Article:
The right plug. You’ll find the same electrical plug on AC adapters made for the American and Japanese markets, but elsewhere in the world you may encounter different apparatus. Voltage differs, too, and that can be a serious problem. So if you are buying something that plugs into the wall, make sure it’s 120v, 60 cycles, and has UL approval.

Technical support from the authorized importer. More and more distributors are refusing to provide tech support for grey goods. You really can’t blame them, since they do not derive any revenue from the importation and sale of grey merchandise.

Same name. We all know the difference between an IXUS and an Elph, or Maxxum and Dynax. Model names are frequently localized to appeal to a specific market. It’s not a big deal—more a matter of personal taste. If you don’t mind your Canon Digital Rebel wearing a badge that reads “Kiss,” the Japanese domestic model name, so be it. Colors and other cosmetics can differ, too.

The genuine article. Certainly not all, but some grey goods are counterfeit. There have been numerous cases of lithium ion batteries that were labeled to look like the real McCoy but were, in fact, fakes. Canon and others have reported that consumers have had their cameras damaged by phony batteries.

Why do some retailers–including some very large, reputable stores–sell grey market? Because consumers ask for lower prices, and many retail customers are willing to take a risk to save a few bucks.

“Anytime products are purchased outside the authorized distribution channel, there is risk that the customer is buying counterfeit or substandard products, including products that may have been altered in some way, or used products represented as new,” says Lily Mei, executive director for AGMA. This organization, the Alliance for Gray Market and Counterfeit Abatement, claims some big names among its members, including Microsoft, Kingston, Dolby, NEC, Seagate, and Sun Microsystems.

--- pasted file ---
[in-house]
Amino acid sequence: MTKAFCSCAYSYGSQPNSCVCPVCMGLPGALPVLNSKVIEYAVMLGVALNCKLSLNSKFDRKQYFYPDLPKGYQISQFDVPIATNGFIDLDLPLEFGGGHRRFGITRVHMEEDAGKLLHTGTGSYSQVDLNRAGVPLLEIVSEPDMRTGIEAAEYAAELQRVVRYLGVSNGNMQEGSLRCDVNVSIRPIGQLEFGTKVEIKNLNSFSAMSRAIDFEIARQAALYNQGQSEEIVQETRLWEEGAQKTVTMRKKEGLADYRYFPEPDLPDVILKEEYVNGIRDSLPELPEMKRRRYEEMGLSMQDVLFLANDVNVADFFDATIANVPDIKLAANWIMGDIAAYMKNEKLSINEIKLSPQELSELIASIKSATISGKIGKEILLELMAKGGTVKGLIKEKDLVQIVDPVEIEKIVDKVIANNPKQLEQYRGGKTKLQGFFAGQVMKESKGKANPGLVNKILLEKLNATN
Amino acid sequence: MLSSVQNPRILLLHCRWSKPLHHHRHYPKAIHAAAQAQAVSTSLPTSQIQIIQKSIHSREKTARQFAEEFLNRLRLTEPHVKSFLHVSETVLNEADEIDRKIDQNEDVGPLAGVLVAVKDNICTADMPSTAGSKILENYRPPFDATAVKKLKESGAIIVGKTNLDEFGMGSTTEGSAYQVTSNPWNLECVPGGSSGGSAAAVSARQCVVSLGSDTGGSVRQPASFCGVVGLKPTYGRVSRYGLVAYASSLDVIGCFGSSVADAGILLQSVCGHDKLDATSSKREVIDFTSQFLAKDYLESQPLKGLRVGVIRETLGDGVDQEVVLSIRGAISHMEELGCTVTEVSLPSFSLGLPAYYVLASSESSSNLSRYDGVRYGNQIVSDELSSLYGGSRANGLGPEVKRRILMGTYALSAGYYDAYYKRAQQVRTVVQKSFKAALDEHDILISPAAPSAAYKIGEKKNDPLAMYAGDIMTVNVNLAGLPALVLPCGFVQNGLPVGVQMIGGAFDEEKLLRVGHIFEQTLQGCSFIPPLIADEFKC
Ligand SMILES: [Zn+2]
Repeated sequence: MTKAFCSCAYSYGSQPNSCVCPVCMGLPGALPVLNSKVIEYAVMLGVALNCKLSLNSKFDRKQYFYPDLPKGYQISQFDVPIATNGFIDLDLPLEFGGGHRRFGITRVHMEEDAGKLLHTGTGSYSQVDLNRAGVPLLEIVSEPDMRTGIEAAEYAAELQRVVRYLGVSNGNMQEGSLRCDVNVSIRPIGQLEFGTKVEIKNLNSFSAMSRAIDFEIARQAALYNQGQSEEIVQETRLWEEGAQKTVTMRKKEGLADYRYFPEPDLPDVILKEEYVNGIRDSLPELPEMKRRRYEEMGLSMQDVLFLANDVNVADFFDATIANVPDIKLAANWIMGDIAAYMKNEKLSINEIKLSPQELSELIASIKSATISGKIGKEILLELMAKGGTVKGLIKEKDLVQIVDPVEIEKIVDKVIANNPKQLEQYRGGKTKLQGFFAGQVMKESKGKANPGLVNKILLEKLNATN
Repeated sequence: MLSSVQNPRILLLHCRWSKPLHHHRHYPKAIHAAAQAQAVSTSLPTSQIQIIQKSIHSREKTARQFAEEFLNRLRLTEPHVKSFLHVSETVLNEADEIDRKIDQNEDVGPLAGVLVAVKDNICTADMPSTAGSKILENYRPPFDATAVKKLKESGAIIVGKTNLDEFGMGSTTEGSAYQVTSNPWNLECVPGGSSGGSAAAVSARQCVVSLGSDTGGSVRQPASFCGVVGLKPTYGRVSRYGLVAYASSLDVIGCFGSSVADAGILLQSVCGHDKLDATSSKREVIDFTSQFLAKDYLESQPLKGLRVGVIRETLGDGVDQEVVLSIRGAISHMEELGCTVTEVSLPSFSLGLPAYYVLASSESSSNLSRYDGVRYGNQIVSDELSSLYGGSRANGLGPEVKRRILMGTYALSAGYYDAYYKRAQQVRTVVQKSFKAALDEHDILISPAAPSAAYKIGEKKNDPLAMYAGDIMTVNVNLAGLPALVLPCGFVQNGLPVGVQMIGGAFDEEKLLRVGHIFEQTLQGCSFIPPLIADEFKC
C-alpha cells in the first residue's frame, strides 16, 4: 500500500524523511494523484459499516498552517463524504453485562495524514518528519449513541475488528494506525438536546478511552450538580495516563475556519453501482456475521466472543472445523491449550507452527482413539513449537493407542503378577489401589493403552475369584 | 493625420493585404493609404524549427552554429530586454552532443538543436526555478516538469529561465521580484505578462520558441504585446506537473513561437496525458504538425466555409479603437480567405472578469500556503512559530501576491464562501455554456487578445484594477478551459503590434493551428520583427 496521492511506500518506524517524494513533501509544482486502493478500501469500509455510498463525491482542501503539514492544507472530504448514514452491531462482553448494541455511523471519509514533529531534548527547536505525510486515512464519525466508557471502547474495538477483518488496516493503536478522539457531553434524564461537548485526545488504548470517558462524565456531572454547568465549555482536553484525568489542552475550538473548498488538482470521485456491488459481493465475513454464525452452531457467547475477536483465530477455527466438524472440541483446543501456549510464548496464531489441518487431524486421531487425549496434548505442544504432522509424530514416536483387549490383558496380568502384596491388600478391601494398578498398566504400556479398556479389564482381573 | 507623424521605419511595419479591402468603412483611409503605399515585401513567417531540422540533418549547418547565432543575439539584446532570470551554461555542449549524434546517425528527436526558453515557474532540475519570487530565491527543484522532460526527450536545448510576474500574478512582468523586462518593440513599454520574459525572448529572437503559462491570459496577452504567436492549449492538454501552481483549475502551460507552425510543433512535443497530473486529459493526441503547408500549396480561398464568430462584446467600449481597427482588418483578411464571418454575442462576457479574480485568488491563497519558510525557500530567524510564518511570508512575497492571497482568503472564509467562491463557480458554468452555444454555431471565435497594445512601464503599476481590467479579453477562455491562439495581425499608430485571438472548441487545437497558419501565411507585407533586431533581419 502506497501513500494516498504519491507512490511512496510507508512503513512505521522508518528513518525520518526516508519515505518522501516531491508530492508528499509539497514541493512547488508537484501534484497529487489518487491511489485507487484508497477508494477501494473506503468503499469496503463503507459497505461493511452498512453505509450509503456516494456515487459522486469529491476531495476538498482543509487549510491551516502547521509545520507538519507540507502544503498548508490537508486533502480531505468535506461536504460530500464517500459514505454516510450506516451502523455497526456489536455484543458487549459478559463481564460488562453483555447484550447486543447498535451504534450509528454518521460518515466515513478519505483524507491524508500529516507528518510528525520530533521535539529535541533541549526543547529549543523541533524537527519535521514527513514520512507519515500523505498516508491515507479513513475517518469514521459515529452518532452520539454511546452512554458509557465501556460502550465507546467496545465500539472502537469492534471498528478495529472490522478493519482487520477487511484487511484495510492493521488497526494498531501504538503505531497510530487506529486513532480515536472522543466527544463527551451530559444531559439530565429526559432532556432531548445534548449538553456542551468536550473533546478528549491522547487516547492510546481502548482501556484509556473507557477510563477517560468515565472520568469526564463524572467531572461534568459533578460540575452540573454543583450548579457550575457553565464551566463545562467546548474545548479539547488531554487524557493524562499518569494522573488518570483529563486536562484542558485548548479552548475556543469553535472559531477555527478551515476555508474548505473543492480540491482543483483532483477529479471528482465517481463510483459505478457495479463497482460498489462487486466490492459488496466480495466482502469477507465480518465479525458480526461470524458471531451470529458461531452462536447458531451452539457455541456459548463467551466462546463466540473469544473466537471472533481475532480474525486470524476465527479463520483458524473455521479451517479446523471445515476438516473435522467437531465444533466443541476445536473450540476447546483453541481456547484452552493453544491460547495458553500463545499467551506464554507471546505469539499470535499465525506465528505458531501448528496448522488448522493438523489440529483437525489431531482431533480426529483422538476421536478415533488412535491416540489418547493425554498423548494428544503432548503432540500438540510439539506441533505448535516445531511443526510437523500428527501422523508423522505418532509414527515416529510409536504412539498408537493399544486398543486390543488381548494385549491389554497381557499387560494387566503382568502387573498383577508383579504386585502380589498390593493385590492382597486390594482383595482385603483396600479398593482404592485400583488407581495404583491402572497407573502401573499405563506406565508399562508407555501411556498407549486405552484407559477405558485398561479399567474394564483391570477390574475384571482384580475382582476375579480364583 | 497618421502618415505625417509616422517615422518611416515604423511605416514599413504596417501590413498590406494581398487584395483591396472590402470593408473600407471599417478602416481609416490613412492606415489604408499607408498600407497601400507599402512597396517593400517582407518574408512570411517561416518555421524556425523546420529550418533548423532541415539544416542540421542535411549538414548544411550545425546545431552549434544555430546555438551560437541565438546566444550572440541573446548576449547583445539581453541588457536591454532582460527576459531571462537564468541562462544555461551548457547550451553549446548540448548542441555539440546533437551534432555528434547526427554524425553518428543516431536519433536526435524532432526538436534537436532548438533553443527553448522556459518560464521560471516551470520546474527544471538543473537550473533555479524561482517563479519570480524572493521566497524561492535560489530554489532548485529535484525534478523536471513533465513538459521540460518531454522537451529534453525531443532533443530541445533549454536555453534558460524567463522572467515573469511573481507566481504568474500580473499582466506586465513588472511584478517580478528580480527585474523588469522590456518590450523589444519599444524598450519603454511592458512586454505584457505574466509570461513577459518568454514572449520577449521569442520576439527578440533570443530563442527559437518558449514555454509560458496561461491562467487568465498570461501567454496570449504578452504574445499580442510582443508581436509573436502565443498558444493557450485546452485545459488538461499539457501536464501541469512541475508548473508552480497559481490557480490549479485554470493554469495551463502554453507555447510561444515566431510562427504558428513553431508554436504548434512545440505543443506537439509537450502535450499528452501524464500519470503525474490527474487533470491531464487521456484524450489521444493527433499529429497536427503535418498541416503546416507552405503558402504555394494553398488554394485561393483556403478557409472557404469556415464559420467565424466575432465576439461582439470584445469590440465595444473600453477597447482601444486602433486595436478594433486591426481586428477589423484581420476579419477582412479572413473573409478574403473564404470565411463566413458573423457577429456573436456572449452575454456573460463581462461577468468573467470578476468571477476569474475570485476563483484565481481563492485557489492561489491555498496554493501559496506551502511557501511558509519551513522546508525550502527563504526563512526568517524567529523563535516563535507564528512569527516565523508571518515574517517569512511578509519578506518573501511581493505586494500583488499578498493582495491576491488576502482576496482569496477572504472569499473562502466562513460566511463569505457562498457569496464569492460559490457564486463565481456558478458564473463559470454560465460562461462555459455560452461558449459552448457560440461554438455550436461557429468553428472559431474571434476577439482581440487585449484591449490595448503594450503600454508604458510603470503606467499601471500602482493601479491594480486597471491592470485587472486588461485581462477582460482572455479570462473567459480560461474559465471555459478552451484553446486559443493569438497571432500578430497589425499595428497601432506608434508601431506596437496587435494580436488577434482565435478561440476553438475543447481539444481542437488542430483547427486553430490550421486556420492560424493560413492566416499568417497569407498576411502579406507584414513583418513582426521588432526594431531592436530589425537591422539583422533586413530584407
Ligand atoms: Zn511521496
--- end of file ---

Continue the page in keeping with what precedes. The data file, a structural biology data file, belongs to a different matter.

“From the consumer side,” Mei warns, “awareness is important and here are some tips. The consumer should ask questions and confirm, in writing, if the product comes with a US warranty from the manufacturer. If possible, get the serial number of the product you will be buying, and check it with the manufacturer. Once the product arrives check it carefully. Boxes that are unmarked, poorly printed, show multiple postage and labeling or previously have been opened may be signs that the product inside was purchased on the grey market. So are manuals that are photocopied or in a foreign language. Make sure the product comes with all the normal accessories and has a valid serial number.”

Then, if it’s so questionable, why do some retailers—including some very large, reputable stores—sell grey market? Because consumers ask for lower prices, and many retail customers are willing to take a risk to save a few bucks. Stores supply it because consumers demand it. If you’re buying an item that is essentially maintenance free and requires no tech support—a zoom lens for example—you may save by buying grey. Carefully consider all of the ramifications before you buy and always remember that the best value isn’t always the lowest price.